“We have to remove technological and legal barriers at the interface of the main railway systems,” says Alexander Misharin
Alexander Misharin, First Deputy Managing Director of Russian Railways, has taken part in the strategic session "Erasing Borders: International Cooperation, Standardisation and Scaling." The session was held at the 2019 International Railway Congress now taking place in the Austrian capital Vienna.
In his speech, Misharin noted that joint rail shipments with foreign partners were increasing every year. Whereas five years ago, said Misharin, transit shipments through Russia were measured in tens of thousands of containers, the figure this year was expected to rise to over 700,000.
According to Misharin, however, a number of measures have to be implemented in order to increase the traffic volumes. Border crossing, transshipment, information and legal technologies in particular have to be developed further.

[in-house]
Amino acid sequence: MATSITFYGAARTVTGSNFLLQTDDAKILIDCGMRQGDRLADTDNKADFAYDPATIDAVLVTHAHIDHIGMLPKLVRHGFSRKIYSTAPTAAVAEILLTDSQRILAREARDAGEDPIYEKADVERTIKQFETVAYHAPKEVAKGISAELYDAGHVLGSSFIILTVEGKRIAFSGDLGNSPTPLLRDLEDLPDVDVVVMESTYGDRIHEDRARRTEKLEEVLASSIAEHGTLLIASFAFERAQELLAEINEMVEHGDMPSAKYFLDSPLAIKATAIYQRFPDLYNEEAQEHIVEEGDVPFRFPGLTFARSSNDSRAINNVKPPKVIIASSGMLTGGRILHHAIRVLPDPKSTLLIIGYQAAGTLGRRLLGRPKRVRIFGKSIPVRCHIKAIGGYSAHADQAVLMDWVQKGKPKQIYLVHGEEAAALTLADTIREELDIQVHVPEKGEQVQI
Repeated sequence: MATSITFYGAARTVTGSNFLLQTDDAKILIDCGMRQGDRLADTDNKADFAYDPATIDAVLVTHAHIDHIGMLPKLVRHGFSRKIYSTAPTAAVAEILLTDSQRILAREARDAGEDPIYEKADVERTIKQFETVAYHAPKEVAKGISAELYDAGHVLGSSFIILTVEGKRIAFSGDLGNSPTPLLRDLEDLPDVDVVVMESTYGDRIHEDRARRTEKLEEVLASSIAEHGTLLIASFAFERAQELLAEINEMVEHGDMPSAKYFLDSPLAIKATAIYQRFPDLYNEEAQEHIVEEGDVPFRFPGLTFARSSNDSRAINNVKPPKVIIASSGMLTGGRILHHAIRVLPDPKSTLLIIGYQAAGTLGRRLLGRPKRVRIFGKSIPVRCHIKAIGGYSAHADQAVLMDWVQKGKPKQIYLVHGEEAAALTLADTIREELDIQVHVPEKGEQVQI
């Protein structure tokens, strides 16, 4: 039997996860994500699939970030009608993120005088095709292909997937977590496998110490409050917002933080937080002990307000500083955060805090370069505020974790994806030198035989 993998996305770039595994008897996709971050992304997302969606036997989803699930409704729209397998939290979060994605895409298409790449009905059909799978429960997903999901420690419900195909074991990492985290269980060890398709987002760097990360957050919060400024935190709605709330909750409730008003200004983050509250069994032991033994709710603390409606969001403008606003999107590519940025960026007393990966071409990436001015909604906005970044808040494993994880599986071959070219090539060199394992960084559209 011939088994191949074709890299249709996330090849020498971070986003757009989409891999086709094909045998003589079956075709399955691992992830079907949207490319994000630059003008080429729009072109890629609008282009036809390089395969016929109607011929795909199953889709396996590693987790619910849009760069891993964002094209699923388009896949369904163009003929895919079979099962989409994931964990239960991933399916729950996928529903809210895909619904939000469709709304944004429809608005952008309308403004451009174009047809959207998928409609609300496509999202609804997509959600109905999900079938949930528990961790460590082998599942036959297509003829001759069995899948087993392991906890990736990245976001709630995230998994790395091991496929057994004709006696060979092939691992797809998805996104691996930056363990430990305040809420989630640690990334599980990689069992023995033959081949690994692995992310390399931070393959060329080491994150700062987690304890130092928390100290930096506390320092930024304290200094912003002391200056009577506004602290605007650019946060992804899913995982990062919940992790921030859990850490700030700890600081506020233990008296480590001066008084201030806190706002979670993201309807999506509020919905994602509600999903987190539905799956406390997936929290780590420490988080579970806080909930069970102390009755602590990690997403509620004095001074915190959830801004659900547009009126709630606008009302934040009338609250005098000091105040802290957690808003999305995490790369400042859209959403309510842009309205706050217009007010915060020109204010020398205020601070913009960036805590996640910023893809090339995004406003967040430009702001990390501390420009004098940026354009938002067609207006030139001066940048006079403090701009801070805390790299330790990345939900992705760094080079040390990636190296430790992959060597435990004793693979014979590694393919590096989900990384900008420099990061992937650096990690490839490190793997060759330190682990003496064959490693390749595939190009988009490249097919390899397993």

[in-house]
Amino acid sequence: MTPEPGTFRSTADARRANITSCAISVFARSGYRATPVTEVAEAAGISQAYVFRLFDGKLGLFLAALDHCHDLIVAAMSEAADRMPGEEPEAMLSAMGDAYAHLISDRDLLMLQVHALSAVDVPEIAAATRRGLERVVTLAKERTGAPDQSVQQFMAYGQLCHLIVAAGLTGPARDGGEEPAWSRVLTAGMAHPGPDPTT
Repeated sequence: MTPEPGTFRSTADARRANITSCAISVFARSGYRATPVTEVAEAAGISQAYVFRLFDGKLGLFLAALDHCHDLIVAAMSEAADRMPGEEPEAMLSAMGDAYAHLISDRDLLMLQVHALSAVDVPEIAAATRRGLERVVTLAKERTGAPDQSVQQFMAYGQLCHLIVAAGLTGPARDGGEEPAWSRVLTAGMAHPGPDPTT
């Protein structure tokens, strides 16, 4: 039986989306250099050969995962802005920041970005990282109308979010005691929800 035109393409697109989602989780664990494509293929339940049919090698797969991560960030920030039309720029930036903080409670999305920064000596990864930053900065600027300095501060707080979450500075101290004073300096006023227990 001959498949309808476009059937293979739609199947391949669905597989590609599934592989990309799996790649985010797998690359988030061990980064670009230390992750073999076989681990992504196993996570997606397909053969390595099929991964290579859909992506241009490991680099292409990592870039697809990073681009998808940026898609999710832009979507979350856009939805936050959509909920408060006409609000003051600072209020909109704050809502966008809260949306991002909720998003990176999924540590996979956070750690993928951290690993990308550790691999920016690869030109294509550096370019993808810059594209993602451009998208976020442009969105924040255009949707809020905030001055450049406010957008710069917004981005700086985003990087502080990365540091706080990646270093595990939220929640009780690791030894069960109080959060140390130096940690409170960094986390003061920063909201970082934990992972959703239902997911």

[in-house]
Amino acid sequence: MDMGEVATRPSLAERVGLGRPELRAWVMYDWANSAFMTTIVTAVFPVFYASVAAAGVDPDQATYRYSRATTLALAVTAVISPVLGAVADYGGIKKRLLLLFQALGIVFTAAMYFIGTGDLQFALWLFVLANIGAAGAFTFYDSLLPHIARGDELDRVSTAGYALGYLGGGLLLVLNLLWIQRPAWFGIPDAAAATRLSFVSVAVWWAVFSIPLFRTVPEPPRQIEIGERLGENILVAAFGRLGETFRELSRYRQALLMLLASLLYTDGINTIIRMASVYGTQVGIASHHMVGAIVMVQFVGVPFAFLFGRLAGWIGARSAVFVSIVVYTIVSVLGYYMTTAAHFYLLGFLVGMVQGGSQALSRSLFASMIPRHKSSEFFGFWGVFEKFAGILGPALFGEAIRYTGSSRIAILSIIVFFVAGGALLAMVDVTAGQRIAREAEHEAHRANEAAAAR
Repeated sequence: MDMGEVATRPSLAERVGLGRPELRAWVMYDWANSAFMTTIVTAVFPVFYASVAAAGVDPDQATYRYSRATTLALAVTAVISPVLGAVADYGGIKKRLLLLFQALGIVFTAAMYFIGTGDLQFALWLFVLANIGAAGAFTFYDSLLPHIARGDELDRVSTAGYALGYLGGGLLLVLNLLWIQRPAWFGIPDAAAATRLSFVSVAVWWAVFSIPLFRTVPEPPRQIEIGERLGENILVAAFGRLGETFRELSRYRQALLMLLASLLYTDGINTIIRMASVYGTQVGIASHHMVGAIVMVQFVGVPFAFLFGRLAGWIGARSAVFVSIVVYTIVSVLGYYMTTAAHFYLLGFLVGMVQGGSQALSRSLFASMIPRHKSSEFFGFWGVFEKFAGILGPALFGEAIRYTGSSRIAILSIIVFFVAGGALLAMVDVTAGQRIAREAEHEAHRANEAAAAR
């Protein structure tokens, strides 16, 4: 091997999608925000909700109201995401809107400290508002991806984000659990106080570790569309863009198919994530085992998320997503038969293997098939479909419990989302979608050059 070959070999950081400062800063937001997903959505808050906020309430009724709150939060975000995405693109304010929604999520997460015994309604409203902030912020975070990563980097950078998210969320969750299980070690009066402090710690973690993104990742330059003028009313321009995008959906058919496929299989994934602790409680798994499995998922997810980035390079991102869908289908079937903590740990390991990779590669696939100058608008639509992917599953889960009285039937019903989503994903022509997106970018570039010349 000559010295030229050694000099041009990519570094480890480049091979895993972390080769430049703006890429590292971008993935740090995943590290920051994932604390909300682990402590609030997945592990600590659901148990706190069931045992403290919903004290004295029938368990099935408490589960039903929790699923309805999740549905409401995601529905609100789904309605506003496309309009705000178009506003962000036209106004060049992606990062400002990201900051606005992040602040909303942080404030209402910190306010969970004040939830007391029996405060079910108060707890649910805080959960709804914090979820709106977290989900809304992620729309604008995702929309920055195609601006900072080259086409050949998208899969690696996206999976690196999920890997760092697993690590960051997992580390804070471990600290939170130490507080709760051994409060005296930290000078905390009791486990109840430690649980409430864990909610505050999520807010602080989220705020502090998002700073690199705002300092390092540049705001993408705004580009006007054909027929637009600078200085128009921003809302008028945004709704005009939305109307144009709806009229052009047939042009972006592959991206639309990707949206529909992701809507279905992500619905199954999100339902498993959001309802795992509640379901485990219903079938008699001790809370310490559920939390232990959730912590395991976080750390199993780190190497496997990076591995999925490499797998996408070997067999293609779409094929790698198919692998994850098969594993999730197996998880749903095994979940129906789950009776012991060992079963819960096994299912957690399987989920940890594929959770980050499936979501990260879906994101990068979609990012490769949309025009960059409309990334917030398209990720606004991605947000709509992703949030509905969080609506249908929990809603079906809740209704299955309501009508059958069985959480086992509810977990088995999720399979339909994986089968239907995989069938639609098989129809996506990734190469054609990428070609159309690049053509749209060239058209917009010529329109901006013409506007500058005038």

The First Deputy Managing Director of Russian Railways noted that nowadays, freight shipments not only go from Asia to Europe, but also in the opposite direction, with "reverse loading" amounting to 80%.
The prospects for the development of transport and rail competitiveness depend on improving the quality of the logistics product, with deliveries not from port-to-port, but door-to-door. This ideal, however, is often hampered by the technological differences in the railway systems of different countries.
"The Eurasian continent has more than 600,000 km of railways, which at the moment display large differences in their technology. This is not just the difference between the broad and narrow gauge tracks of 1520 mm and 1435 mm. Almost 100,000 km of railways use a gauge of 1670 mm, in particular, India’s biggest rail network, which is practically unconnected either technologically or normatively to the wider network. This represents both a huge hindrance in our work and great potential if we can remove the barriers between the main systems at their interface," said Alexander Misharin.
Misharin also drew attention to the need to increase the speed of freight shipments. In Misharin’s opinion, the railways have a huge potential in terms of speed and are capable of travelling up to 5,000 km per day. This figure can be reached by combining the railway systems of China, Europe and Russia into a single high-speed network.